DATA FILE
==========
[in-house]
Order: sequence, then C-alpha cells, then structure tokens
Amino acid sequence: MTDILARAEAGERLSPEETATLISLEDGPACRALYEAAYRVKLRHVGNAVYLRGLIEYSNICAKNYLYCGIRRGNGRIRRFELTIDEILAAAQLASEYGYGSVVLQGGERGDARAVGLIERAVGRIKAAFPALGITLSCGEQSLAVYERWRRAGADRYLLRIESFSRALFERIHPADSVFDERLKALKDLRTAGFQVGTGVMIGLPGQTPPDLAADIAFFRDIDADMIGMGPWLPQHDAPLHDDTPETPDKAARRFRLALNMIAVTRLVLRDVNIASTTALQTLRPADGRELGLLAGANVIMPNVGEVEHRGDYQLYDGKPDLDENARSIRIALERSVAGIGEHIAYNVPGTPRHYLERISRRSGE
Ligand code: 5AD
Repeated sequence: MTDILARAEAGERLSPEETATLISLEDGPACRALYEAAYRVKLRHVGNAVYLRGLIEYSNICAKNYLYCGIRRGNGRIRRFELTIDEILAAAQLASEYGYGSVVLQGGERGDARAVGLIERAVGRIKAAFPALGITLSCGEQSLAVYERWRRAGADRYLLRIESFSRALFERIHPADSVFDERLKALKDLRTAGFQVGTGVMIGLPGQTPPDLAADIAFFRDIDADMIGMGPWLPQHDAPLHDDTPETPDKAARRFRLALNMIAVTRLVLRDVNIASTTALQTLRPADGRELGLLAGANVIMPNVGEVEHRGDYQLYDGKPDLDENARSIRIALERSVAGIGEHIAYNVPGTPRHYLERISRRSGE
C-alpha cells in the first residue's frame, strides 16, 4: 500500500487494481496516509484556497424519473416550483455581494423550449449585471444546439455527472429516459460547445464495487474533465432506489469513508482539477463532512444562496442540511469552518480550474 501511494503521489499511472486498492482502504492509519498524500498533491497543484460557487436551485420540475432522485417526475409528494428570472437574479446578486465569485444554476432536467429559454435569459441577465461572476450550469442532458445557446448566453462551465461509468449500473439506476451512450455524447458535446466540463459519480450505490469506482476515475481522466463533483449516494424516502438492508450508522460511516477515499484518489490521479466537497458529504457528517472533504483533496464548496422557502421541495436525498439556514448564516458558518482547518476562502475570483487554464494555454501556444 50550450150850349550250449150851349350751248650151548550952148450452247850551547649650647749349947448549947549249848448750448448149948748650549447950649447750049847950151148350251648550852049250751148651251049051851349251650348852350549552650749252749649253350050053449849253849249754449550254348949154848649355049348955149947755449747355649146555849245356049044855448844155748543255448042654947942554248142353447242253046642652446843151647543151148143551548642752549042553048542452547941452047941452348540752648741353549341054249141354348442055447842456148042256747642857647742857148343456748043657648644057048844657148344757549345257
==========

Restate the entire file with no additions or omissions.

[in-house]
Order: sequence, then C-alpha cells, then structure tokens
Amino acid sequence: MTDILARAEAGERLSPEETATLISLEDGPACRALYEAAYRVKLRHVGNAVYLRGLIEYSNICAKNYLYCGIRRGNGRIRRFELTIDEILAAAQLASEYGYGSVVLQGGERGDARAVGLIERAVGRIKAAFPALGITLSCGEQSLAVYERWRRAGADRYLLRIESFSRALFERIHPADSVFDERLKALKDLRTAGFQVGTGVMIGLPGQTPPDLAADIAFFRDIDADMIGMGPWLPQHDAPLHDDTPETPDKAARRFRLALNMIAVTRLVLRDVNIASTTALQTLRPADGRELGLLAGANVIMPNVGEVEHRGDYQLYDGKPDLDENARSIRIALERSVAGIGEHIAYNVPGTPRHYLERISRRSGE
Ligand code: 5AD
Repeated sequence: MTDILARAEAGERLSPEETATLISLEDGPACRALYEAAYRVKLRHVGNAVYLRGLIEYSNICAKNYLYCGIRRGNGRIRRFELTIDEILAAAQLASEYGYGSVVLQGGERGDARAVGLIERAVGRIKAAFPALGITLSCGEQSLAVYERWRRAGADRYLLRIESFSRALFERIHPADSVFDERLKALKDLRTAGFQVGTGVMIGLPGQTPPDLAADIAFFRDIDADMIGMGPWLPQHDAPLHDDTPETPDKAARRFRLALNMIAVTRLVLRDVNIASTTALQTLRPADGRELGLLAGANVIMPNVGEVEHRGDYQLYDGKPDLDENARSIRIALERSVAGIGEHIAYNVPGTPRHYLERISRRSGE
C-alpha cells in the first residue's frame, strides 16, 4: 500500500487494481496516509484556497424519473416550483455581494423550449449585471444546439455527472429516459460547445464495487474533465432506489469513508482539477463532512444562496442540511469552518480550474 501511494503521489499511472486498492482502504492509519498524500498533491497543484460557487436551485420540475432522485417526475409528494428570472437574479446578486465569485444554476432536467429559454435569459441577465461572476450550469442532458445557446448566453462551465461509468449500473439506476451512450455524447458535446466540463459519480450505490469506482476515475481522466463533483449516494424516502438492508450508522460511516477515499484518489490521479466537497458529504457528517472533504483533496464548496422557502421541495436525498439556514448564516458558518482547518476562502475570483487554464494555454501556444 50550450150850349550250449150851349350751248650151548550952148450452247850551547649650647749349947448549947549249848448750448448149948748650549447950649447750049847950151148350251648550852049250751148651251049051851349251650348852350549552650749252749649253350050053449849253849249754449550254348949154848649355049348955149947755449747355649146555849245356049044855448844155748543255448042654947942554248142353447242253046642652446843151647543151148143551548642752549042553048542452547941452047941452348540752648741353549341054249141354348442055447842456148042256747642857647742857148343456748043657648644057048844657148344757549345257